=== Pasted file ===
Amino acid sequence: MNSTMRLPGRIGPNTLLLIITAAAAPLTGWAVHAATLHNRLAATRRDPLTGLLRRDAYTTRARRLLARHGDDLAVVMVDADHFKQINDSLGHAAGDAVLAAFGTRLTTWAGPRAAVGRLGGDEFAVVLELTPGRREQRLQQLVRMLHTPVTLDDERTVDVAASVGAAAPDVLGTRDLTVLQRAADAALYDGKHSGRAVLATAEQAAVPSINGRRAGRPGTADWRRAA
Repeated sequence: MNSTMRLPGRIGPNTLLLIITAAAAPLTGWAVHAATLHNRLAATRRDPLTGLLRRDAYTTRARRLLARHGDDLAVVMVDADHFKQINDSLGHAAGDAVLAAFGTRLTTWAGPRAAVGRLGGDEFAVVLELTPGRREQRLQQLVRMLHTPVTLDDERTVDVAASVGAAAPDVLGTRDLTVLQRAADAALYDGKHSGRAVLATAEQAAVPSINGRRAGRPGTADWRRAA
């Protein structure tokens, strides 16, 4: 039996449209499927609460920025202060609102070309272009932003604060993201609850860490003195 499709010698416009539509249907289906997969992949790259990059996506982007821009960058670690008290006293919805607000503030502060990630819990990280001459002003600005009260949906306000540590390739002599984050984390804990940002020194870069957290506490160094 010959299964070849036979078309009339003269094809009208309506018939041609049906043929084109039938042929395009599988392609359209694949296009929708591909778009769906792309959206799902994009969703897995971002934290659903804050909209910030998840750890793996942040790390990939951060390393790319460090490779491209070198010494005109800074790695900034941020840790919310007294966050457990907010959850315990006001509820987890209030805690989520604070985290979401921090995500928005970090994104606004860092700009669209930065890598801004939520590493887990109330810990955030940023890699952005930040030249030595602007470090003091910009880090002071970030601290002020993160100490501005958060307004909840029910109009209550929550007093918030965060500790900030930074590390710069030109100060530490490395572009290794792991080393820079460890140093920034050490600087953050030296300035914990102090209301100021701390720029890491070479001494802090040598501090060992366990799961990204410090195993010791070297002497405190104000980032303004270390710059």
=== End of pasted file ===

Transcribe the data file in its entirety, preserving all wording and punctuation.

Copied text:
Amino acid sequence: MNSTMRLPGRIGPNTLLLIITAAAAPLTGWAVHAATLHNRLAATRRDPLTGLLRRDAYTTRARRLLARHGDDLAVVMVDADHFKQINDSLGHAAGDAVLAAFGTRLTTWAGPRAAVGRLGGDEFAVVLELTPGRREQRLQQLVRMLHTPVTLDDERTVDVAASVGAAAPDVLGTRDLTVLQRAADAALYDGKHSGRAVLATAEQAAVPSINGRRAGRPGTADWRRAA
Repeated sequence: MNSTMRLPGRIGPNTLLLIITAAAAPLTGWAVHAATLHNRLAATRRDPLTGLLRRDAYTTRARRLLARHGDDLAVVMVDADHFKQINDSLGHAAGDAVLAAFGTRLTTWAGPRAAVGRLGGDEFAVVLELTPGRREQRLQQLVRMLHTPVTLDDERTVDVAASVGAAAPDVLGTRDLTVLQRAADAALYDGKHSGRAVLATAEQAAVPSINGRRAGRPGTADWRRAA
């Protein structure tokens, strides 16, 4: 039996449209499927609460920025202060609102070309272009932003604060993201609850860490003195 499709010698416009539509249907289906997969992949790259990059996506982007821009960058670690008290006293919805607000503030502060990630819990990280001459002003600005009260949906306000540590390739002599984050984390804990940002020194870069957290506490160094 010959299964070849036979078309009339003269094809009208309506018939041609049906043929084109039938042929395009599988392609359209694949296009929708591909778009769906792309959206799902994009969703897995971002934290659903804050909209910030998840750890793996942040790390990939951060390393790319460090490779491209070198010494005109800074790695900034941020840790919310007294966050457990907010959850315990006001509820987890209030805690989520604070985290979401921090995500928005970090994104606004860092700009669209930065890598801004939520590493887990109330810990955030940023890699952005930040030249030595602007470090003091910009880090002071970030601290002020993160100490501005958060307004909840029910109009209550929550007093918030965060500790900030930074590390710069030109100060530490490395572009290794792991080393820079460890140093920034050490600087953050030296300035914990102090209301100021701390720029890491070479001494802090040598501090060992366990799961990204410090195993010791070297002497405190104000980032303004270390710059």